With the current move in childhood medicine away from a disease-centered approach to a child-centered approach, an interest in involving children in all aspects of their medical care has emerged. This requires healthcare providers to listen to children’s (and families’) opinions regarding illness, treatment, and health services. Dental treatment under general anesthesia (DTGA) is a common yet problematic (due to cost and safety concerns) approach for managing severe dental caries in children. The purpose of this qualitative inquiry was to explore children’s and caregivers’ experiences of having DTGA, with a focus on emotional and psychological impacts of DTGA from the child’s perspective. Three semi-structured in-person interviews, telephone interviews, video diaries, drawings, and a questionnaire were used to gain further understanding of child patients’ experiences of DTGA as they move through the stages of health, illness, treatment, and recovery. The study was designed from a phenomenological perspective, and thematic analysis was used to analyze the data, allowing themes to arise naturalistically from the data without bias or elicitation. The children’s drawings were analyzed using Child Drawing: Hospital Manual and Vygotsky postulations for context reading. The findings from 12 children (mean age 6.1 years) and their 13 caregivers (12 mothers and 1 father, mean age 33.6 years) indicated that DTGA is a “scary” procedure from the perspectives of both children and their caregivers. The caregivers wished they would not have to go through that “hard route.” Children did not find the use of the anesthetic "gas" and "balloon," instead of needles helpful but rather found them “stink” and “weird.” The feeling of guilt and the hope to not go through the experience again fueled at least short-term compliance with brushing, flossing, and “cutting down on” the consumption of sugar, "pops," and “junk” food. The caregivers appreciated managing the child’s whole dental problem in a single setting, the humane nature of the surgical staff, and the short wait time to get an appointment for the surgery. As the study revealed that the DTGA is psychologically and emotionally troubling for both children and their caregivers, it is imperative to explore ways to ease the GA experience. Specific recommendations were provided for optimizing dental and health services for those children and their families. Children as young as three can meaningfully participate in their surgical care pathway, along with their caregivers and healthcare providers. As children provided insights about their own dental and medical experiences that have scarcely been previously described, future research should fully incorporate children’s perspectives into the evaluation of dental and medical services. Creative activities used here as research tools, such as drawings and video or audio diaries, could be included in future research.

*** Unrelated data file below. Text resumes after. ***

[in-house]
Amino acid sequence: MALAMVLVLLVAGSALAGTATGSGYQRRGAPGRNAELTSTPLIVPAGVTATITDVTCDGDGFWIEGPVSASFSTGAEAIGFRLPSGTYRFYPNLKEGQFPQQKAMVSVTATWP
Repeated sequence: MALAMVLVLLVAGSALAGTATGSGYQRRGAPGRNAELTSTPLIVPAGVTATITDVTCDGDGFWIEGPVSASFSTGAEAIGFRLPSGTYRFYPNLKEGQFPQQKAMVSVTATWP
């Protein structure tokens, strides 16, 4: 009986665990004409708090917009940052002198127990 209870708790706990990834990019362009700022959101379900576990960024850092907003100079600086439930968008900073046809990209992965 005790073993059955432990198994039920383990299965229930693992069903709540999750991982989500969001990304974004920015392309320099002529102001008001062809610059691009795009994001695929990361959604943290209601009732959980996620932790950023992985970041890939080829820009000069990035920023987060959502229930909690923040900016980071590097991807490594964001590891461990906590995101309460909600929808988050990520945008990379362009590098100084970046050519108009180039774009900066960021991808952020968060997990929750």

A Drawing Completed by a Child Prior to DTGA

Child's pre-operative drawing depicted mother’s description in which we can see a needle, a dental mirror, and a dental air-water syringe, all drawn in black, which is considered to indicate higher levels of anxiety.

A Drawing Completed by a Child Prior to DTGA

Child's pre-operative drawing depicted mother’s description in which we can see a needle, a dental mirror, and a dental air-water syringe, all drawn in black, which is considered to indicate higher levels of anxiety.

Close modal

A Drawing Completed by a Child after DTGA

The post-op drawing depicts the GA induction experience: the mask, the balloon, and the surgical scrubs.

A Drawing Completed by a Child after DTGA

The post-op drawing depicts the GA induction experience: the mask, the balloon, and the surgical scrubs.

Close modal